David Beeson, 12th July 2020
Now, I should know better. I write articles on plant toxicology and specifically know that euphorbias are poisonous … yet, I can be amazingly thick / uncareful at times.
It was time to cut back some ‘spent’ plants in the garden. It’s a big area for the UK – 1.25 acres, so bigger than a football pitch and its immediate surroundings. Annette and I maintain it as ecologically wide and botanically diverse a garden as possible … so, there is deadly nightshade, monk’s hood, foxgloves and spurges – euphorbias. All known to be toxic, as are runner beans if uncooked … honestly, do not eat them raw.
Some gardeners wear gloves when working. I’m not one of them. Some wear goggles, yet I have glasses … so, not that either.
With pollen levels still elevated my eyes suffer until I take an anti-histamine tablet. They water with tear fluid. Yesterday having finished my tidying (the last plant being a euphorbia) and with sticky hands from the miniscule volume of sap that remained on the secateurs, I washed my hands … presumably not well enough. I rubbed my eyes, relented, and went for an anti-histamine tablet.
Within minutes my eyes were even more filled with tear fluid, the sunlight felt too intense and my eyes pained considerably. I had to escape eventually to an almost enclosed room and, even so, put on darkened glasses. My eyes refused to open and the urge to sleep was considerable … I mostly slept for the next 18 hours. An eye bath, cold water and an attentive wife had little effect for several hours. My eyes eventually started to improve (with less pain) and could be opened after about six hours.
It is only today that I managed to research euphorbia toxin effects as I could see no other easy explanation. It looks a good match.
From the web:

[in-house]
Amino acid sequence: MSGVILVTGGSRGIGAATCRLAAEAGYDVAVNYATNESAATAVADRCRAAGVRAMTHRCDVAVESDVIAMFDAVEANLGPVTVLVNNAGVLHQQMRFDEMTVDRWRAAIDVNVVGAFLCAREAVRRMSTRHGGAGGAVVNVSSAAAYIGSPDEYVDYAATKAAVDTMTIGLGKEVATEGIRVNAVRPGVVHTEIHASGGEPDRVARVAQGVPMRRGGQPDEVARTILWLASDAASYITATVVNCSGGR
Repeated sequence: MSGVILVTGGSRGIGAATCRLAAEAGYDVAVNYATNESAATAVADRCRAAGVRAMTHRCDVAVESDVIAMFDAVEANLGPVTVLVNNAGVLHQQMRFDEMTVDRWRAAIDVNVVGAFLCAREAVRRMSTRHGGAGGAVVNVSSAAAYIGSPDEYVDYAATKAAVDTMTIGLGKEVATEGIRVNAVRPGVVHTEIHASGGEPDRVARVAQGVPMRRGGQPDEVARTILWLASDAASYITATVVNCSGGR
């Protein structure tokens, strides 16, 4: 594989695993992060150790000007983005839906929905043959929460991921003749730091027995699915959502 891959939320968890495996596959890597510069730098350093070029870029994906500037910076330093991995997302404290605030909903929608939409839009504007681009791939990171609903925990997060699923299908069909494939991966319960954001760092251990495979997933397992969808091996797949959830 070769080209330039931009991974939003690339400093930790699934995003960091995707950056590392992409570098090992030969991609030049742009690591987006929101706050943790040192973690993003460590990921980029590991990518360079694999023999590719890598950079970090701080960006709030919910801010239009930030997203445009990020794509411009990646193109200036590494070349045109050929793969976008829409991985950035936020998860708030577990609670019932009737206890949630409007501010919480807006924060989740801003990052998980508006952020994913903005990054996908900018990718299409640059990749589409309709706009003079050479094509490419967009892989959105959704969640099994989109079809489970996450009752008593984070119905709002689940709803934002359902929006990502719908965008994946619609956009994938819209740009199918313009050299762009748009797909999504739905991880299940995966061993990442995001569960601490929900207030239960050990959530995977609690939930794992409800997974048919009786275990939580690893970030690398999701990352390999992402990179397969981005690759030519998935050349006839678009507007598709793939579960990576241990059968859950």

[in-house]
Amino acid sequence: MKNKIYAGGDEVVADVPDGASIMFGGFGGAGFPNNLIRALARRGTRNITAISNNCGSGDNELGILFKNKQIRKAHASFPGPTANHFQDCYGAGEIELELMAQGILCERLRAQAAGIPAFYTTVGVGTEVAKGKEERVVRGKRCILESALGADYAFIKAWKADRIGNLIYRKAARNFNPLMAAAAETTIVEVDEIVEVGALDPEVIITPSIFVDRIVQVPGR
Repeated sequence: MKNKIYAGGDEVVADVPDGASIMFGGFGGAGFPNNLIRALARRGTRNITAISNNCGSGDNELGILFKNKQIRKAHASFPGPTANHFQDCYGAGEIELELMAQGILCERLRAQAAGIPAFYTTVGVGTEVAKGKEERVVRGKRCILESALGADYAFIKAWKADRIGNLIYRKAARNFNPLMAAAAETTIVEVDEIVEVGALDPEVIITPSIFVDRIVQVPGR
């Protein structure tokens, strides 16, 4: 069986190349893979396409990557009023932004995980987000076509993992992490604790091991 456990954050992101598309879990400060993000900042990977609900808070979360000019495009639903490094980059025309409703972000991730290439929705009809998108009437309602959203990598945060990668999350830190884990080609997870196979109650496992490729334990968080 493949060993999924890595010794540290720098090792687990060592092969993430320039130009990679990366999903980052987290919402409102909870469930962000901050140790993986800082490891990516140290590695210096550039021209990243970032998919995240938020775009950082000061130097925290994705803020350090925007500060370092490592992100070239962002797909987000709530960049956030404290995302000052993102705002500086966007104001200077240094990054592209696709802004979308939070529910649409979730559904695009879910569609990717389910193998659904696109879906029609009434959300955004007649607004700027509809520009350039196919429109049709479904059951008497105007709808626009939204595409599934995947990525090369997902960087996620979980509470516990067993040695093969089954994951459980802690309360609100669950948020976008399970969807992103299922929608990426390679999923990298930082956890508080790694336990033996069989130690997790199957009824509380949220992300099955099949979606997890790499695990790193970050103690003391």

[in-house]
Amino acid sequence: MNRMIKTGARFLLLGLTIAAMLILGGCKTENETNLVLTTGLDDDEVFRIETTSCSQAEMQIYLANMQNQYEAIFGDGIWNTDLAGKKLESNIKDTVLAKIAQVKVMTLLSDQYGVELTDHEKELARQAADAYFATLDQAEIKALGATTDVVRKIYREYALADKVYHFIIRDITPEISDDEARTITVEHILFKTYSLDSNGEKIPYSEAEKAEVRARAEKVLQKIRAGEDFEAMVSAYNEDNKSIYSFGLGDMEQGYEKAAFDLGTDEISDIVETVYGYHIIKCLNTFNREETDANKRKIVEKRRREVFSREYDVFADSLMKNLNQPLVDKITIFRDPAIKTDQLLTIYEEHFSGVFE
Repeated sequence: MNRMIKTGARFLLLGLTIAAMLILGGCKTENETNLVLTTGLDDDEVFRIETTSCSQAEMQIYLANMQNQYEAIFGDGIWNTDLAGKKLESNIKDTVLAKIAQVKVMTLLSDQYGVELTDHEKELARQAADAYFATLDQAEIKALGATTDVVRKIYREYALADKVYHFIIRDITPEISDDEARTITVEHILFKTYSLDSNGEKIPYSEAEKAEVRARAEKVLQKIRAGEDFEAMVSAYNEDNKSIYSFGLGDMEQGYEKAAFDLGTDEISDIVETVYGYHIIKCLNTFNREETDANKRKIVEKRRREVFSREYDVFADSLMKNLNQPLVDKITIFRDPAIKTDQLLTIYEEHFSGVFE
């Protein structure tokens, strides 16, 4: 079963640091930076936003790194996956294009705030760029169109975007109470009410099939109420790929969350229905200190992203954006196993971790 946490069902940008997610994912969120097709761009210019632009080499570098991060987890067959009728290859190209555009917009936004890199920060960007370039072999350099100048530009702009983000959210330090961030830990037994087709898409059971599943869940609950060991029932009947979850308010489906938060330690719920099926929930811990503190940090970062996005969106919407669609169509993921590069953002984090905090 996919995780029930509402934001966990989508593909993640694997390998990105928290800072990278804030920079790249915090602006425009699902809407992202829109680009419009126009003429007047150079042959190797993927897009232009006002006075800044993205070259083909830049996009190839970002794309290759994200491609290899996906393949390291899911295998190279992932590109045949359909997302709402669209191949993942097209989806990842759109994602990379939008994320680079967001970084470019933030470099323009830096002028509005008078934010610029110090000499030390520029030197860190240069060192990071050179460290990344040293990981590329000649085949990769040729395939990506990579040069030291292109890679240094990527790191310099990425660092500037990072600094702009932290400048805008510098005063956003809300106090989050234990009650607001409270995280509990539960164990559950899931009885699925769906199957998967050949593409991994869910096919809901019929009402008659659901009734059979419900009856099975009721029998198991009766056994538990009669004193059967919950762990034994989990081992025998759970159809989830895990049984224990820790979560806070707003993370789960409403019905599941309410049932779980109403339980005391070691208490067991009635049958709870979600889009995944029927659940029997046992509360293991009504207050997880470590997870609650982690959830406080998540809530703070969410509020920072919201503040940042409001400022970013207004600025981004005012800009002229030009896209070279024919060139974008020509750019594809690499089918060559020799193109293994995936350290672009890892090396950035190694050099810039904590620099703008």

The milky sap or latex of Euphorbia plant is highly toxic and an irritant to the skin and eye. This report illustrates the spectrum of ocular inflammation caused by accidental inoculation of latex of Euphorbia plant. Three patients presented with accidental ocular exposure to the milky sap of Euphorbia species of recent onset. The initial symptoms in all cases were severe burning sensation with blurring of vision. Visual acuity reduced from 20/60 to counting fingers. Clinical findings varied from kerato-conjunctivitis, mild to severe corneal oedema, epithelial defects, anterior uveitis and secondary elevated intraocular pressure. All symptoms and signs had resolved by 10-14 days with active supportive medication. People who handle Euphorbia plants should wear eye protection. It is always advisable to ask the patient to bring a sample of the plant for identification.
I have gardened with euphorbias for 50 years and understood their sap’s effects. Here the dose must have been low, yet accompanied by the hay fever effect had a significant impact.
My eyes feel normal today, the future will involve rather more caution when tacking this plant!
Watch out. Plants can bite back.